employer.

Newfoundland/Labrador Legislation

Occupational Health and Safety Regulations

Section 128

“Where the unexpected energization or startup of machinery or equipment or the unexpected release of an energy source could cause injury, the energy source shall be isolated and effectively controlled.”

Section 129

1. Where machinery or equipment is shut down for maintenance, no work may be done until (a) all parts and attachments have been secured against inadvertent movement; (b) where the work would expose workers to energy sources, the hazard has been effectively controlled; and (c) the energy isolating devices have been locked out as required by this Part.

2. Where machinery or equipment is in use for normal production work, subsection (1) applies where a work activity creates a risk of injury to workers from the movement of the machinery or equipment, or exposure to an energy source, and the machinery or equipment is not effectively safeguarded to protect the workers from the risk

Nova Scotia Legislation

Occupational Safety General Regulations – Section 52

Where work is performed on a machine, equipment, tool or electrical installation, and the work is hazardous to a person in the workplace if the machine, equipment, tool or electrical installation is or becomes energized, an employer shall ensure that
(a) the work is done in accordance with a written lock-out procedure established by the employer;
(b) no person works on the machine, equipment, tool or electrical installation until the machine, equipment, tool or electrical installation (i) is put in and maintained at a zero energy state, (ii) is locked out, and (iii) has a lock-out tag at each lock-out location.
Ontario Legislation

Occupational Health and Safety Act

Section 42(1)

“The power supply to electrical installations, equipment or conductors shall be disconnected, locked out of service and tagged before any work is done, and while it is being done, on or near live exposed parts of the installations, equipment or conductors.”

Section 75

“A part of a machine, transmission machinery, device or thing shall be cleaned, oiled, adjusted, repaired or have maintenance work performed on it only when, (a) motion that may endanger a worker has stopped; and (b) any part that has been stopped and that may subsequently move and endanger a worker has been blocked to prevent its movement.”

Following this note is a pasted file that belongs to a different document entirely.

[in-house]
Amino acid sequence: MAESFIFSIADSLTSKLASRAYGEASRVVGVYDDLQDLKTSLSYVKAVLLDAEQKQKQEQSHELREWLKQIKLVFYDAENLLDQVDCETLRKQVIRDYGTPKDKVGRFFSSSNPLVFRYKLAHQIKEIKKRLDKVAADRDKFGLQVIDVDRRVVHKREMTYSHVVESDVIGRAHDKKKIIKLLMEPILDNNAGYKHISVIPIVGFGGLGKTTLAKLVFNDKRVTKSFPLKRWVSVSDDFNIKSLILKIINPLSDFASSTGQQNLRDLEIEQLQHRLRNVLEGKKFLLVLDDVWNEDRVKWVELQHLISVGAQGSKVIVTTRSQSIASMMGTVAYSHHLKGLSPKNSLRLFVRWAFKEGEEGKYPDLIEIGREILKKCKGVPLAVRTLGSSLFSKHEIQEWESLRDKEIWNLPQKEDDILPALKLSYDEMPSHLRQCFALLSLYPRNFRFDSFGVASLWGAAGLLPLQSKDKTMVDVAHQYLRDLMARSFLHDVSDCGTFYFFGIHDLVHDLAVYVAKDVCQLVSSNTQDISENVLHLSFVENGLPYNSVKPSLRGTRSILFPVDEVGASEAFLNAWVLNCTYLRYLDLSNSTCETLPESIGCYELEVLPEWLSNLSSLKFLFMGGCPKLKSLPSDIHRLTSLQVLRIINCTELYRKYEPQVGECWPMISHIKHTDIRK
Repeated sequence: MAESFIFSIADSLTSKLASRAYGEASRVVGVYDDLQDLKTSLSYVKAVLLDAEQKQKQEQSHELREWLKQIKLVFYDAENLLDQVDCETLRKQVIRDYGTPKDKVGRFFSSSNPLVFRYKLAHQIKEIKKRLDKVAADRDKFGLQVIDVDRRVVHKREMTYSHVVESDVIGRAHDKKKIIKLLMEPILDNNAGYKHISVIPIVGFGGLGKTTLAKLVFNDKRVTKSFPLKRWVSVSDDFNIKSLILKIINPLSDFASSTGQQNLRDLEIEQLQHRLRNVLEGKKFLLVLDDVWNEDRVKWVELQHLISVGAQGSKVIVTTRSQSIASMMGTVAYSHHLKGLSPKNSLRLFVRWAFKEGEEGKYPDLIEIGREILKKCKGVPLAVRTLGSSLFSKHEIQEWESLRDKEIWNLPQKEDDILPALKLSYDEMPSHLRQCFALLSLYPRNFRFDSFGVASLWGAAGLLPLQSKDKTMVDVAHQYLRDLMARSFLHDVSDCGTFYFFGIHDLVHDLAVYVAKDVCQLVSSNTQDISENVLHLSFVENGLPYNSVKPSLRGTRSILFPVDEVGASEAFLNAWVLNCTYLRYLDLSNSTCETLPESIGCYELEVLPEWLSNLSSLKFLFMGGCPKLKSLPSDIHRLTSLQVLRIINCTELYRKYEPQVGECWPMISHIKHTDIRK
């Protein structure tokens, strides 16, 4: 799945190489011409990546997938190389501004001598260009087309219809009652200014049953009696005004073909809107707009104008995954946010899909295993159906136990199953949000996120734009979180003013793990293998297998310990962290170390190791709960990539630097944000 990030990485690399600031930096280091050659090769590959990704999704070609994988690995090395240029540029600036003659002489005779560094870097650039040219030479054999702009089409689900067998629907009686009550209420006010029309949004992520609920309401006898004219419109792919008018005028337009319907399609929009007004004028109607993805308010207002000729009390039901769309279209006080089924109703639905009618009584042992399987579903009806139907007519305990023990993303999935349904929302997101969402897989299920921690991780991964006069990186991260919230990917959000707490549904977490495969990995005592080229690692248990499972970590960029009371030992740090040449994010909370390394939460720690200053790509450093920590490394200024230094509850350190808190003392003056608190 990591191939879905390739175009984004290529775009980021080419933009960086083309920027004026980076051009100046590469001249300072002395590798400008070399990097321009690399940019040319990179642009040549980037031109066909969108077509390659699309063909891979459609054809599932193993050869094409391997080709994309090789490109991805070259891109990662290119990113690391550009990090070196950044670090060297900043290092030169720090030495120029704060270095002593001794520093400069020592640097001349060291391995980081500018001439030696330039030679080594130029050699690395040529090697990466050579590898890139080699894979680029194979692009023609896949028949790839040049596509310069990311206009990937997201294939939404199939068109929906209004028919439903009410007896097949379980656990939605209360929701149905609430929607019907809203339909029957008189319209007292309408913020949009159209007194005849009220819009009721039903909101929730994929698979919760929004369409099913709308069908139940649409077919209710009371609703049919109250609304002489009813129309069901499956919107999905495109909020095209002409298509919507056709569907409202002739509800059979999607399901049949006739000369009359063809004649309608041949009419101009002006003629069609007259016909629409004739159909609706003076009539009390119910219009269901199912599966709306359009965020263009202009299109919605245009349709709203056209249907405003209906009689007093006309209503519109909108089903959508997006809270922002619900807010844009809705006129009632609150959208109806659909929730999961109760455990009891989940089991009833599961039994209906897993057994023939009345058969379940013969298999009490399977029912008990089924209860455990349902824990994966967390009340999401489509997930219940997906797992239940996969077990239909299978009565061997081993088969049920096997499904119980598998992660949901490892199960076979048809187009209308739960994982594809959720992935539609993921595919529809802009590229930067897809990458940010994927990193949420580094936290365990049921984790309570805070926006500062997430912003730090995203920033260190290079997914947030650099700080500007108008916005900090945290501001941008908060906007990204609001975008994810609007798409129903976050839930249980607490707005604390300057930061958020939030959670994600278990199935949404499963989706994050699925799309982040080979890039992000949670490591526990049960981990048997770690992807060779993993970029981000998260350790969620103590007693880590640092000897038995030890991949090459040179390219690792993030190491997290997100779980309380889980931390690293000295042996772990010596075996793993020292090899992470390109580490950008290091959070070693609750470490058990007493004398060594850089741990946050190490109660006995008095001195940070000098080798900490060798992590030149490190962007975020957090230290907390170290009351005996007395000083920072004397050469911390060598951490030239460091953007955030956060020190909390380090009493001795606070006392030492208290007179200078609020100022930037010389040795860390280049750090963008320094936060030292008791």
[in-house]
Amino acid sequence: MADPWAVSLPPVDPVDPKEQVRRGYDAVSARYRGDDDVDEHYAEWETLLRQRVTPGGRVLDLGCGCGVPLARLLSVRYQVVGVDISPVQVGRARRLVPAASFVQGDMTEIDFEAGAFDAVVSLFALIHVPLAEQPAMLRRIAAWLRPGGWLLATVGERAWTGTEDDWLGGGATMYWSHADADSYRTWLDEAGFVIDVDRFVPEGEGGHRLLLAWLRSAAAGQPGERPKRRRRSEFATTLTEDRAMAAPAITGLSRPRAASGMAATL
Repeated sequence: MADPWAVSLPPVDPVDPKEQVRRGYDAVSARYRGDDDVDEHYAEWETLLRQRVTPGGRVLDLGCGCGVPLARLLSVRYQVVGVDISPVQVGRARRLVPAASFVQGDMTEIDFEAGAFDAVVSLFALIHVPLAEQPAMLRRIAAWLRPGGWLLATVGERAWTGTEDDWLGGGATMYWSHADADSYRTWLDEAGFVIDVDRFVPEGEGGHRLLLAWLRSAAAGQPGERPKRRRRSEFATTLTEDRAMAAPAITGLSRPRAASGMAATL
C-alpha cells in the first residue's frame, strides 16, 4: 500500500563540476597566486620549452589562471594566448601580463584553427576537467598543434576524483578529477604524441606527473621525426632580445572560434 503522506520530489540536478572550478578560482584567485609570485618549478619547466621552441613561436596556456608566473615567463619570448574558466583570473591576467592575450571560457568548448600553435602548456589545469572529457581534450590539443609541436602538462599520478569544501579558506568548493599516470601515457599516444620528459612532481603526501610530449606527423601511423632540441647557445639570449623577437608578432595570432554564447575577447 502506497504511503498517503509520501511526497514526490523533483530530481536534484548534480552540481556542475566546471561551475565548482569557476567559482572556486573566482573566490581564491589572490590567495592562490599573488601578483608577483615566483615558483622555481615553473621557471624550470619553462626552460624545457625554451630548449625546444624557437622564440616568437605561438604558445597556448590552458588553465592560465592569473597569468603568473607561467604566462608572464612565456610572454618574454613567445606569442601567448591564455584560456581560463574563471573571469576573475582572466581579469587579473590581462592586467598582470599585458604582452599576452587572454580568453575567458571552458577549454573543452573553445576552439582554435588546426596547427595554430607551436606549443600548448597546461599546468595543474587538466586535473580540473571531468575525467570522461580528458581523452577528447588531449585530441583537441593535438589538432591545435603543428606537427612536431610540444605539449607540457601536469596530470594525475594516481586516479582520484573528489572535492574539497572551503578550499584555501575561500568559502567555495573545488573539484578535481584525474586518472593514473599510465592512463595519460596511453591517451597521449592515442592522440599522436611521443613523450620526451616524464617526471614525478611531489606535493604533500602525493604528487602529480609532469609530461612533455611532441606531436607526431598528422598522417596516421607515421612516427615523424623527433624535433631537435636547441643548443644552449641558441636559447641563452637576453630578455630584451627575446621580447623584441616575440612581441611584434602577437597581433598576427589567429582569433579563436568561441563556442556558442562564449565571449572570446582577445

Prince Edward Island Legislation

New Occupational Health and Safety Act General Regulations

Section 30.6

2. The employer shall provide a safety lock and key for use on disconnecting means described in subsection (1) to all machinery and equipment operators and all maintenance personnel.

3. The employer shall ensure that an employee has been adequately trained in lockout procedures for the particular situation.

Section 30.7

1. Where machinery or equipment is shut down for cleaning, maintenance or repairs, the employer shall ensure that no employee carries out work on the machinery or equipment until that employee has (a) locked out the source of energy using the safety lock and key that the employer must provide under section 30.6; and
(b) put the machine in a zero energy state by ensuring that all (i) power sources, (ii) pressurized fluids and air,
(iii) potential mechanical energy, (iv) accumulators and air surge tanks, (v) kinetic energy of machine members,
(vi) loose or freely movable machine members, and (vii) material or work pieces supported, retained or controlled by the machine which can move or cause movement

Saskatchewan Legislation

Occupational Health and Safety Regulations

Section 139

1. Subject to section 140, before a worker undertakes the maintenance, repair, test or adjustment of a machine other than a power tool, an employer or contractor shall ensure that the machine is locked out and remains locked out during that activity if not doing so would put the worker at risk.

Before a worker undertakes the maintenance, repair, test or adjustment of a power tool, an employer or contractor shall ensure that the energy source has been isolated from the power tool, any residual energy in the power tool has been dissipated and the energy source remains isolated during that activity.

Please  contact our office for further details on LOCKOUT Online training.